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Is it possible to deploy software in such a way that a rogue actor who has physical access to the hardware is unable to glean any information on the code that is running or what is being stored in memory?

I know there are some more “experimental” approaches such as encrypting data at RAM level and storing unencrypted data in the CPU cache (e.g. TRESOR). Are there any other ways of solving this currently? Will something like a fully homomorphic encryption scheme help with this once they become practical speed-wise?

  • TRESOR keeps encryption keys in the x86 debug registers, not CPU cache. – forest Sep 10 '18 at 2:34
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Full memory encryption is out of the experimental stage, but I can't name any hosting services using it yet. It's supported as an operating mode for AMD Epyc and Ryzen Pro - https://developer.amd.com/amd-secure-memory-encryption-sme-amd-secure-encrypted-virtualization-sev/ - so we'll probably see it available soon.

The intent is specifically to prevent a rogue admin from stealing the data from client VM operating in his cloud infrastructure.

The encryption used is AES in tweaked ECB mode, lacking authentication, so it's not a secure system. Specific attacks on it have been proposed: https://arxiv.org/ftp/arxiv/papers/1712/1712.05090.pdf

Homomorphic encryption is very far from being practical for remote hosting - if you can afford the overhead, you can run it on a Raspberry. The interest in it is currently aimed at privacy-preserving public records for voting and transactions. Homomorphic encryption really comes into its own in a blockchain context, so we're likely to see more applications.

It's possible to design a system that protects the data even with compromised hardware. But the x86 architecture wasn't designed with attacks in mind, and it's proving difficult to work around its implicit trust. Since you're asking about current ways, the most straightforward way to get provable security is building an ASIC that enforces authenticated encryption ("There is only one mode of operation, and that is secure") and only accepts signed commands and data.

However, even current insecure memory encryption (strong cipher, weak mode) does make it more difficult to surreptitiously steal your the data. It won't do for classified or highly valuable information, which is worth risking exposure for, but, combined with active security measures and oversight, can make opportunistic data mining a lot less likely.

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Is it possible to deploy software in such a way that a rogue actor who has physical access to the hardware is unable to glean any information on the code that is running or what is being stored in memory?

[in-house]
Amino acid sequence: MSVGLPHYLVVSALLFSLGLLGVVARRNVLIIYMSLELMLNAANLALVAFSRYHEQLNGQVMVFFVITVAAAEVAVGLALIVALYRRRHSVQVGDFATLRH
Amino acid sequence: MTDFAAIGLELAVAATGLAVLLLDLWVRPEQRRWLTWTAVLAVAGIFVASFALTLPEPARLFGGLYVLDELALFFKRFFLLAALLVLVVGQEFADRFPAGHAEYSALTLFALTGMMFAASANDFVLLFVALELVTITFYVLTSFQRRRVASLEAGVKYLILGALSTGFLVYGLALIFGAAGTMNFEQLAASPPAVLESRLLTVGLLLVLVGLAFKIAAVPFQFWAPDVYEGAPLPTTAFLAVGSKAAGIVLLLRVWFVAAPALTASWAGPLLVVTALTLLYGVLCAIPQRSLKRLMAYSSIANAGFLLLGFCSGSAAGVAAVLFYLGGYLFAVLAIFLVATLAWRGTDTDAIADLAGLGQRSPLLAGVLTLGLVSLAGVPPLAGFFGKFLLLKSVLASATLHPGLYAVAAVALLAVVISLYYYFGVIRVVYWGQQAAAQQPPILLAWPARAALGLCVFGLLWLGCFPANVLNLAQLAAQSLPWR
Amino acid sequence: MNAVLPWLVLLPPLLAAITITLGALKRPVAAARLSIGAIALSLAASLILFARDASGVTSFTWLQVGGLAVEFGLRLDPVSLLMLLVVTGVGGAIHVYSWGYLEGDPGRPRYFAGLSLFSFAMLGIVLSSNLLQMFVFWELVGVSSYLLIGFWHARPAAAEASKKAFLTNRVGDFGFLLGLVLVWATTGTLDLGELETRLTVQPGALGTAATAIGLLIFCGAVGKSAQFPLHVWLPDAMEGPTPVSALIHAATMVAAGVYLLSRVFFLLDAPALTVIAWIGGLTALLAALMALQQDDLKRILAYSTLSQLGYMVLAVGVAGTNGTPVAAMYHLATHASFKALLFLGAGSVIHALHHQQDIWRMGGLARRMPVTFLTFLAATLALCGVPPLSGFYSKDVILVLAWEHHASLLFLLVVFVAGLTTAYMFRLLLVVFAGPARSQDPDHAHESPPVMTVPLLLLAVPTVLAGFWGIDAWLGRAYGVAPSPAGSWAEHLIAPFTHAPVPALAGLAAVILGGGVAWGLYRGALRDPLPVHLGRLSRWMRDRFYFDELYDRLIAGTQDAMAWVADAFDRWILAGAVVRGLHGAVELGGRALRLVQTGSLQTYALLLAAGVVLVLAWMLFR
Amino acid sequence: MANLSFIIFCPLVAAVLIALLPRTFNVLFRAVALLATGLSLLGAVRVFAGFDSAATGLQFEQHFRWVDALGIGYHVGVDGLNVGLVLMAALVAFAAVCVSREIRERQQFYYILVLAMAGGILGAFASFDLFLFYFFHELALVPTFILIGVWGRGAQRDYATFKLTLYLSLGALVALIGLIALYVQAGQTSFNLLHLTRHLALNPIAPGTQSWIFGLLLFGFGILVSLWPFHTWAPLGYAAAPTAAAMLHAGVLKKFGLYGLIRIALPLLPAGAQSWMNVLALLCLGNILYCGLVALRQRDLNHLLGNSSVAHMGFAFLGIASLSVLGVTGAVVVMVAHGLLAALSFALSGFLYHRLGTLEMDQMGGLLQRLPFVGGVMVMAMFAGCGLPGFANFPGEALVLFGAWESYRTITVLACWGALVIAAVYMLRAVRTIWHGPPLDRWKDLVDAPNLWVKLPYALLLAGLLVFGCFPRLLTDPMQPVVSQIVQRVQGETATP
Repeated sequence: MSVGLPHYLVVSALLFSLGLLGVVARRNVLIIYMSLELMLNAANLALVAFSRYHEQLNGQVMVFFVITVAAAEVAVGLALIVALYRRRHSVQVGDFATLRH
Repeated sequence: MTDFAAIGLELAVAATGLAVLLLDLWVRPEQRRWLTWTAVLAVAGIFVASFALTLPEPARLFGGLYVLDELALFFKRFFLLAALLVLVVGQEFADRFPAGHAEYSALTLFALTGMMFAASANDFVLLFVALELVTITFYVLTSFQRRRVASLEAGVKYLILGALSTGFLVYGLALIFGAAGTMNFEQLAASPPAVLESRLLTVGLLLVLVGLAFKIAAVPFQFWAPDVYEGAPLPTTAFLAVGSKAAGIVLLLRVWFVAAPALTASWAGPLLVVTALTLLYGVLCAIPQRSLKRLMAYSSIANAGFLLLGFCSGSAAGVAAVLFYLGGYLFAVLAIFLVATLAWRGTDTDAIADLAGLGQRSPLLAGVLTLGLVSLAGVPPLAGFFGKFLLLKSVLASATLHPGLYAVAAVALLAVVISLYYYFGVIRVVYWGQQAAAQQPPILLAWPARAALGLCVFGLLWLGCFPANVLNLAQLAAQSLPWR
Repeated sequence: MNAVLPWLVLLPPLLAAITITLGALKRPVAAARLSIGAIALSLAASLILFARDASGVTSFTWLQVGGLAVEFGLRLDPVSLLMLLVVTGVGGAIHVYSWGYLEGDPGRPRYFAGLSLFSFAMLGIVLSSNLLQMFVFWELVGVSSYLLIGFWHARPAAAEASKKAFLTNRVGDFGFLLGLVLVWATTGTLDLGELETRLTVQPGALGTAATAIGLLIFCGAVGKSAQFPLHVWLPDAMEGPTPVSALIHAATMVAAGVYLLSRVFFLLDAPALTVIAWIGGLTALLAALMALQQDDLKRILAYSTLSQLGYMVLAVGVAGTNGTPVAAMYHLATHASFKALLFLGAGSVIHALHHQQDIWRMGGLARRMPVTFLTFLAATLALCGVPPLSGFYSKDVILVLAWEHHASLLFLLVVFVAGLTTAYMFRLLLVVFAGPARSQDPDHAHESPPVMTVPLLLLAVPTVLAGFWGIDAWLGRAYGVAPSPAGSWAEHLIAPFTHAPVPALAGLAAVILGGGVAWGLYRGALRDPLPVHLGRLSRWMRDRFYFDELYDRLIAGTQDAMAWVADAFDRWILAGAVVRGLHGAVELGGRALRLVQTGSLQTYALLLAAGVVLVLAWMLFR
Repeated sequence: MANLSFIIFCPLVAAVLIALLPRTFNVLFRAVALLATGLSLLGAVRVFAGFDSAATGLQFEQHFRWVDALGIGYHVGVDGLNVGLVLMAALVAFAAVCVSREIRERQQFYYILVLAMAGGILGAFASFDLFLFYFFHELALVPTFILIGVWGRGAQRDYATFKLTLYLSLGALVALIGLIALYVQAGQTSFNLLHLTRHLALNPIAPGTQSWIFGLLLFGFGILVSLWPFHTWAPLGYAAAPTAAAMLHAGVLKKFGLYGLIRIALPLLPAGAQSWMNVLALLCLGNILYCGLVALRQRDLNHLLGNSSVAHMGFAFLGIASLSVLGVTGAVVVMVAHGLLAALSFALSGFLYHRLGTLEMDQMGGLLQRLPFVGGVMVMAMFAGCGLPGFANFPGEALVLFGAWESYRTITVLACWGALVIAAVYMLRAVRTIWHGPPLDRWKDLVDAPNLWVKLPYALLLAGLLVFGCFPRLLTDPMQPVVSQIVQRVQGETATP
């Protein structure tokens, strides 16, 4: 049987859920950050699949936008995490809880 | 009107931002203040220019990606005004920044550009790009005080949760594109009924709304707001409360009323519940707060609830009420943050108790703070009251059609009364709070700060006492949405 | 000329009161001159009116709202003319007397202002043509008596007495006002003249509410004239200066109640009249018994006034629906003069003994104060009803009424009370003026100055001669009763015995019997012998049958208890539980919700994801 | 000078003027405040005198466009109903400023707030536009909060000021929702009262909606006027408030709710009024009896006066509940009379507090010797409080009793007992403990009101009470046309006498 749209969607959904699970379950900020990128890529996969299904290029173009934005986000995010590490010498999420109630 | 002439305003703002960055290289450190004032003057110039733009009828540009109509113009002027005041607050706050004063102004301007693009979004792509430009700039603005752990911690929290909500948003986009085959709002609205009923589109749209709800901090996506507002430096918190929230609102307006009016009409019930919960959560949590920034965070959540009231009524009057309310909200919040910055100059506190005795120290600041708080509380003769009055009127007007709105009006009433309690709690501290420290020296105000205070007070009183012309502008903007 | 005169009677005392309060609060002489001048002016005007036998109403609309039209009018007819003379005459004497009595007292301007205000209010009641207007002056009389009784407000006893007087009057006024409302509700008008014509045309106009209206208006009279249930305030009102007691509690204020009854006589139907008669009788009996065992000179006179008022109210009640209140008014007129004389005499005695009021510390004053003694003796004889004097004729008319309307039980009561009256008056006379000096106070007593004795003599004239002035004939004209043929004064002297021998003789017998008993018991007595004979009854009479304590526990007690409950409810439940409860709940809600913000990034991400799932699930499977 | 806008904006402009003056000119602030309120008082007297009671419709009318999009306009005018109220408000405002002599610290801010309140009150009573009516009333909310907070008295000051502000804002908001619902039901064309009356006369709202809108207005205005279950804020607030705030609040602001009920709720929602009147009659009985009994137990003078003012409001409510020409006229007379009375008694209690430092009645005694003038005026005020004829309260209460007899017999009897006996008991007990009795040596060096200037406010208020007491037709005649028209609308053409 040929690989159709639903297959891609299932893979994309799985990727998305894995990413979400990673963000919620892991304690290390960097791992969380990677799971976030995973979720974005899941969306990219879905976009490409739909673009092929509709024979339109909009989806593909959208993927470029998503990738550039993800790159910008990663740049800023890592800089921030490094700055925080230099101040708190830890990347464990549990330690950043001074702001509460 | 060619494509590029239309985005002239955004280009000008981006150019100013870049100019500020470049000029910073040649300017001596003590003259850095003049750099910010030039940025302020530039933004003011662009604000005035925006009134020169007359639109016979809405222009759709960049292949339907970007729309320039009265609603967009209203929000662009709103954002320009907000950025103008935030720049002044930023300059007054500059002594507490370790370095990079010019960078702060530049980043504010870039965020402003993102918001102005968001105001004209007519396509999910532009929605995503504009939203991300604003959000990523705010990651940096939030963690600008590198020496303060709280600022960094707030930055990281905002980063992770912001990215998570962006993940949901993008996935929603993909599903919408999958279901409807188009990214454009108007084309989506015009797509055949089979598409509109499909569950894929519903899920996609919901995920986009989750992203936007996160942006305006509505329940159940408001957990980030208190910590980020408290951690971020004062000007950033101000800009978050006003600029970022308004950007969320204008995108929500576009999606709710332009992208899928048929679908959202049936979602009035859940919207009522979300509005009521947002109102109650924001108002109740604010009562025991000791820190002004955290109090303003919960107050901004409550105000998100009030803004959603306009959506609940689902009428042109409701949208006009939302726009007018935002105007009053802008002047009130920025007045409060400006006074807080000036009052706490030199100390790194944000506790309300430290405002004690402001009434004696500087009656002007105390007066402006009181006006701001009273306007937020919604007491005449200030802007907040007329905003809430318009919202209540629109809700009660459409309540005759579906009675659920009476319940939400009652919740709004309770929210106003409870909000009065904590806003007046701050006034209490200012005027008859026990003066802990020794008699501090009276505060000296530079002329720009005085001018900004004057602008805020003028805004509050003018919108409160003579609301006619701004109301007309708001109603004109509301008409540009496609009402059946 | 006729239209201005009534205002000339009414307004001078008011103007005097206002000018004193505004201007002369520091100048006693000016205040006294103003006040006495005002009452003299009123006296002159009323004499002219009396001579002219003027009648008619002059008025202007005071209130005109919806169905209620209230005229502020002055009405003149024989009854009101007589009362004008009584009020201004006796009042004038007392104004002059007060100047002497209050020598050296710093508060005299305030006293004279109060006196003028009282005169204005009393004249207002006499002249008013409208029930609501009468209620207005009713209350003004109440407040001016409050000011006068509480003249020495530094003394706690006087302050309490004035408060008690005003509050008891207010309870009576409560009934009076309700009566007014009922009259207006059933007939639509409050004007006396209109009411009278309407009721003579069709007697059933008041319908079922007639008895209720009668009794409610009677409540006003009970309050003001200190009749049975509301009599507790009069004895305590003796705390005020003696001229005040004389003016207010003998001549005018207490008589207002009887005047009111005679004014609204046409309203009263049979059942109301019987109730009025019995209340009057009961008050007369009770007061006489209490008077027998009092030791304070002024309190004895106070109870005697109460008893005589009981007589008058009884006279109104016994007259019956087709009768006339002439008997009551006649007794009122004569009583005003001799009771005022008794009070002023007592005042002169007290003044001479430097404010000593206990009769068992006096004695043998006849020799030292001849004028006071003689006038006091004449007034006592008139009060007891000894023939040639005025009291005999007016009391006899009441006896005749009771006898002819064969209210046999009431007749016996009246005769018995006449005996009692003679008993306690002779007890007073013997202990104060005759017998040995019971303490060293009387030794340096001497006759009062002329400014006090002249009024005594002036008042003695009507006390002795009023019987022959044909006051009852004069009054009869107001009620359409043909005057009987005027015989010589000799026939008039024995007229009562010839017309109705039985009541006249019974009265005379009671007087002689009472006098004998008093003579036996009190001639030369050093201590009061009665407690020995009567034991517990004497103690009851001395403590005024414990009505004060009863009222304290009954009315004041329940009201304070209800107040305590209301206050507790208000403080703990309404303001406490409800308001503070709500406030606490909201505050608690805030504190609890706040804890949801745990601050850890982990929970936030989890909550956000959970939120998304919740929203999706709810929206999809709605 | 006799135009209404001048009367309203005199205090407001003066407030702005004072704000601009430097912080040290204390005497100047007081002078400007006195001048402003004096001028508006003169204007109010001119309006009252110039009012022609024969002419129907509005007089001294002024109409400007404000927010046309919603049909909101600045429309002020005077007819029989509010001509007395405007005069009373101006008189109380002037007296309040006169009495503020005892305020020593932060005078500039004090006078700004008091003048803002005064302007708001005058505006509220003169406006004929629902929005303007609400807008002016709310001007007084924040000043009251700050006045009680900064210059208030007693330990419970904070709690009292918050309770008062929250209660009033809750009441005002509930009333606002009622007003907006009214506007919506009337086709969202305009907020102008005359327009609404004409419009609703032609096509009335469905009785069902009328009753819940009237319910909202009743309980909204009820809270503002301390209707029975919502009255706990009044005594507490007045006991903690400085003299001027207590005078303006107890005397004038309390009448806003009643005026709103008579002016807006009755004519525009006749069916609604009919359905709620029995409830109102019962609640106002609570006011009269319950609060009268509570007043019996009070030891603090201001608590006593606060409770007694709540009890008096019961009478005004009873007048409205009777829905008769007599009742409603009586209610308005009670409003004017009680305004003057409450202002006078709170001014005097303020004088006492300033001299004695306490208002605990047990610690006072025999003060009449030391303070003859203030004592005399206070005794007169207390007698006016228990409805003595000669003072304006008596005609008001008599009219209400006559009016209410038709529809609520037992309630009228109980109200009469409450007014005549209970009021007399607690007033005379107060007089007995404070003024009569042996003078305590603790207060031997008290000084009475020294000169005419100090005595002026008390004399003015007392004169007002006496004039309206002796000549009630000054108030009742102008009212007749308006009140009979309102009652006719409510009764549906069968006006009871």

No, this is impossible, for the following reasons:

  1. Physical access pretty much always means game over, so this alone would be a strong indication that what you want is not doable.

  2. No matter how much you try to protect your code and the data it produces, in the end the processor has to have access to both the machine code of your program and the data it works with. Even if your code self-decrypts and encrypts every piece of data before it is moved from a CPU register into RAM, the encryption keys must still be stored somewhere (possibly in registers, too, but that only means they're harder to access - not impossible). I can imagine various ways to access this data, such as dumping the whole RAM into a file, running the code in a debugger, suspending the machine and store away the suspended state for inspection after the machine wakes up again, changing the kernel or libc to help spying on your code and so on.

I don't understand what you mean with "will something like a fully homomorphic encryption scheme help with this", but I doubt very much that it will change point 2, whatever it is.

TPMs provide a way to store keys and do encryption and decryption inside the TPM, so the keys aren't exposed, but again, this only makes it more difficult to get at the relevant information, not impossible.

  • It's not completely impossible, but it is difficult. For example, the vCage technology allows removing trust for anything but the physical chipset itself (RAM, PCI devices, even the BIOS isn't trusted), and remote attestation can allow even a remote boot to be measured. I'm not sure how vCage deals with JTAG, though. Perhaps it only runs on systems with JTAG disabled. – forest Feb 20 '18 at 2:54

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